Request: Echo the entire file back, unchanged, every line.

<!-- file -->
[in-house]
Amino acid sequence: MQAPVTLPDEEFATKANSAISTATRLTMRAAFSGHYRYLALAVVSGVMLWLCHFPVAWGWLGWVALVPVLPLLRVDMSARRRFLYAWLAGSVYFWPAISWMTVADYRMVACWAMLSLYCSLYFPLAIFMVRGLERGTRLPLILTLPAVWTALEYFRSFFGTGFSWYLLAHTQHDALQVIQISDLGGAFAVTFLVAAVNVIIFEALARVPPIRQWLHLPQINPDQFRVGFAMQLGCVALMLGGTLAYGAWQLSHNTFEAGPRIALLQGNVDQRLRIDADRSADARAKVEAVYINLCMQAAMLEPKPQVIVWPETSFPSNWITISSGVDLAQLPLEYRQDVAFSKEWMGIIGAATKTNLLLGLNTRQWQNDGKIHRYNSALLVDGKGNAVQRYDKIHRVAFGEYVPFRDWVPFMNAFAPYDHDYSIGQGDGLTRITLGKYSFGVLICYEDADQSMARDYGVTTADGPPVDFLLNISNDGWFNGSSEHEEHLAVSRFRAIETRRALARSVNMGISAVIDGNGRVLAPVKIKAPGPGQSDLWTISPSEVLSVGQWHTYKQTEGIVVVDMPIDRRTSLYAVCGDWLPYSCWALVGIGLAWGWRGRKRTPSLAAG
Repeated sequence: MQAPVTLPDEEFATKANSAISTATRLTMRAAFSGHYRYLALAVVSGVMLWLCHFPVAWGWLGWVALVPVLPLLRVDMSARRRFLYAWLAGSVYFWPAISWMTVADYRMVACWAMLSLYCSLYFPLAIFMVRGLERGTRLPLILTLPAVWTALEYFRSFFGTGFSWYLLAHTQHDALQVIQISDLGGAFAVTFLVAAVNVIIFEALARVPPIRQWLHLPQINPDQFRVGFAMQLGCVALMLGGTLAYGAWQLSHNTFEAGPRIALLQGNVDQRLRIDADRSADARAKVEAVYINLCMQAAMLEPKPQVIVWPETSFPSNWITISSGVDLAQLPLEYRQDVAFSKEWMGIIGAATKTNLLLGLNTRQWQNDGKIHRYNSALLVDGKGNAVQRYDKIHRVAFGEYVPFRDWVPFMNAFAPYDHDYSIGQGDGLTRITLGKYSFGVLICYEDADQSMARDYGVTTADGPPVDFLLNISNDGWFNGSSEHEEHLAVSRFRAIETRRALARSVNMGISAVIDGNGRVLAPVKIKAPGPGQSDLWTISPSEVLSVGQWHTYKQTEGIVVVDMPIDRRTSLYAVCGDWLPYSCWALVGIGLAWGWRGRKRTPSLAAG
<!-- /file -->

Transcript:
[in-house]
Amino acid sequence: MQAPVTLPDEEFATKANSAISTATRLTMRAAFSGHYRYLALAVVSGVMLWLCHFPVAWGWLGWVALVPVLPLLRVDMSARRRFLYAWLAGSVYFWPAISWMTVADYRMVACWAMLSLYCSLYFPLAIFMVRGLERGTRLPLILTLPAVWTALEYFRSFFGTGFSWYLLAHTQHDALQVIQISDLGGAFAVTFLVAAVNVIIFEALARVPPIRQWLHLPQINPDQFRVGFAMQLGCVALMLGGTLAYGAWQLSHNTFEAGPRIALLQGNVDQRLRIDADRSADARAKVEAVYINLCMQAAMLEPKPQVIVWPETSFPSNWITISSGVDLAQLPLEYRQDVAFSKEWMGIIGAATKTNLLLGLNTRQWQNDGKIHRYNSALLVDGKGNAVQRYDKIHRVAFGEYVPFRDWVPFMNAFAPYDHDYSIGQGDGLTRITLGKYSFGVLICYEDADQSMARDYGVTTADGPPVDFLLNISNDGWFNGSSEHEEHLAVSRFRAIETRRALARSVNMGISAVIDGNGRVLAPVKIKAPGPGQSDLWTISPSEVLSVGQWHTYKQTEGIVVVDMPIDRRTSLYAVCGDWLPYSCWALVGIGLAWGWRGRKRTPSLAAG
Repeated sequence: MQAPVTLPDEEFATKANSAISTATRLTMRAAFSGHYRYLALAVVSGVMLWLCHFPVAWGWLGWVALVPVLPLLRVDMSARRRFLYAWLAGSVYFWPAISWMTVADYRMVACWAMLSLYCSLYFPLAIFMVRGLERGTRLPLILTLPAVWTALEYFRSFFGTGFSWYLLAHTQHDALQVIQISDLGGAFAVTFLVAAVNVIIFEALARVPPIRQWLHLPQINPDQFRVGFAMQLGCVALMLGGTLAYGAWQLSHNTFEAGPRIALLQGNVDQRLRIDADRSADARAKVEAVYINLCMQAAMLEPKPQVIVWPETSFPSNWITISSGVDLAQLPLEYRQDVAFSKEWMGIIGAATKTNLLLGLNTRQWQNDGKIHRYNSALLVDGKGNAVQRYDKIHRVAFGEYVPFRDWVPFMNAFAPYDHDYSIGQGDGLTRITLGKYSFGVLICYEDADQSMARDYGVTTADGPPVDFLLNISNDGWFNGSSEHEEHLAVSRFRAIETRRALARSVNMGISAVIDGNGRVLAPVKIKAPGPGQSDLWTISPSEVLSVGQWHTYKQTEGIVVVDMPIDRRTSLYAVCGDWLPYSCWALVGIGLAWGWRGRKRTPSLAAG